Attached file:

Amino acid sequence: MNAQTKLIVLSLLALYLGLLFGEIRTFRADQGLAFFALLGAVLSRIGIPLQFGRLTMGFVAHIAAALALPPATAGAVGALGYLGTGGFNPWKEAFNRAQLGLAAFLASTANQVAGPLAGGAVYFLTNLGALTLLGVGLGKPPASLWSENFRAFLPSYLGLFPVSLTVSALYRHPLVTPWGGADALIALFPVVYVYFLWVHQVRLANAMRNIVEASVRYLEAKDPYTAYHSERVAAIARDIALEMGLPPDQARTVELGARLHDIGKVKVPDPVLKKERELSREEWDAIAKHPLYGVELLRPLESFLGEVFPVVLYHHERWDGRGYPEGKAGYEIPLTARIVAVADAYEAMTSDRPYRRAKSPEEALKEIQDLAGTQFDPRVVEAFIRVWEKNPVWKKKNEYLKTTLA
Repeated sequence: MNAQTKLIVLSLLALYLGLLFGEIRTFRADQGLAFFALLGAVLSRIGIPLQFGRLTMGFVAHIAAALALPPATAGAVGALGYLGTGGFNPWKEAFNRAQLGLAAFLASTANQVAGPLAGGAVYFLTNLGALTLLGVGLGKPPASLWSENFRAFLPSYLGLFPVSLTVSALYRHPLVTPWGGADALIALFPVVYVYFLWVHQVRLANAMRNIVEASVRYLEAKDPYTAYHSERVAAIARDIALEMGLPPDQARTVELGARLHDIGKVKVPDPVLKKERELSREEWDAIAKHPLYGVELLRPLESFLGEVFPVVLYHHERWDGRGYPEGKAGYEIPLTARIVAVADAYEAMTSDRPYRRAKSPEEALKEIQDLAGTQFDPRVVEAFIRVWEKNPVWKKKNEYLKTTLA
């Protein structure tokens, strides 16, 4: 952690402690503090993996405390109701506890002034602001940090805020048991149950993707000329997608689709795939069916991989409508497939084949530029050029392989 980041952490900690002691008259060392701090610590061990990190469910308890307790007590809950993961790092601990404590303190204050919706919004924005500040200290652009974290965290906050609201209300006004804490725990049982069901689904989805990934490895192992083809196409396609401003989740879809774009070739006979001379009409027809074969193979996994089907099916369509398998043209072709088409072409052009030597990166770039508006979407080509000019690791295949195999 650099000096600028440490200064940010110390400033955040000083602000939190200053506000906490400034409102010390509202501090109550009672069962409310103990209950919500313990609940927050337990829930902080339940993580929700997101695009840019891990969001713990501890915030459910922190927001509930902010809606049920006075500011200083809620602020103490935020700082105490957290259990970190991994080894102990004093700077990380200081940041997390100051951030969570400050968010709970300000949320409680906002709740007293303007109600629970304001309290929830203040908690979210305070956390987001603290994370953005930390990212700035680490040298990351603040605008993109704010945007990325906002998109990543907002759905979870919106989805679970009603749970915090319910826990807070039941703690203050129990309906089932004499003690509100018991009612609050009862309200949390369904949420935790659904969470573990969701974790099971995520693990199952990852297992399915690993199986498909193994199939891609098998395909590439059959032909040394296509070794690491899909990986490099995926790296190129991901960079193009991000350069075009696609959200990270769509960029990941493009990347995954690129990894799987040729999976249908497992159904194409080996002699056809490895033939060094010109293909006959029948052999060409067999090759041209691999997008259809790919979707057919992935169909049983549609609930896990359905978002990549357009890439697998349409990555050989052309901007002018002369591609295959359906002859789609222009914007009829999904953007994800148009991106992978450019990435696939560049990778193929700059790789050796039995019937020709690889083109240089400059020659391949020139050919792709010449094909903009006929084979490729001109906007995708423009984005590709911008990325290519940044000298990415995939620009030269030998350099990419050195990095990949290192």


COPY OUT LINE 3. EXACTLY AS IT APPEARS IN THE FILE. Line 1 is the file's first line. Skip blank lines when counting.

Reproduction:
């Protein structure tokens, strides 16, 4: 952690402690503090993996405390109701506890002034602001940090805020048991149950993707000329997608689709795939069916991989409508497939084949530029050029392989 980041952490900690002691008259060392701090610590061990990190469910308890307790007590809950993961790092601990404590303190204050919706919004924005500040200290652009974290965290906050609201209300006004804490725990049982069901689904989805990934490895192992083809196409396609401003989740879809774009070739006979001379009409027809074969193979996994089907099916369509398998043209072709088409072409052009030597990166770039508006979407080509000019690791295949195999 650099000096600028440490200064940010110390400033955040000083602000939190200053506000906490400034409102010390509202501090109550009672069962409310103990209950919500313990609940927050337990829930902080339940993580929700997101695009840019891990969001713990501890915030459910922190927001509930902010809606049920006075500011200083809620602020103490935020700082105490957290259990970190991994080894102990004093700077990380200081940041997390100051951030969570400050968010709970300000949320409680906002709740007293303007109600629970304001309290929830203040908690979210305070956390987001603290994370953005930390990212700035680490040298990351603040605008993109704010945007990325906002998109990543907002759905979870919106989805679970009603749970915090319910826990807070039941703690203050129990309906089932004499003690509100018991009612609050009862309200949390369904949420935790659904969470573990969701974790099971995520693990199952990852297992399915690993199986498909193994199939891609098998395909590439059959032909040394296509070794690491899909990986490099995926790296190129991901960079193009991000350069075009696609959200990270769509960029990941493009990347995954690129990894799987040729999976249908497992159904194409080996002699056809490895033939060094010109293909006959029948052999060409067999090759041209691999997008259809790919979707057919992935169909049983549609609930896990359905978002990549357009890439697998349409990555050989052309901007002018002369591609295959359906002859789609222009914007009829999904953007994800148009991106992978450019990435696939560049990778193929700059790789050796039995019937020709690889083109240089400059020659391949020139050919792709010449094909903009006929084979490729001109906007995708423009984005590709911008990325290519940044000298990415995939620009030269030998350099990419050195990095990949290192």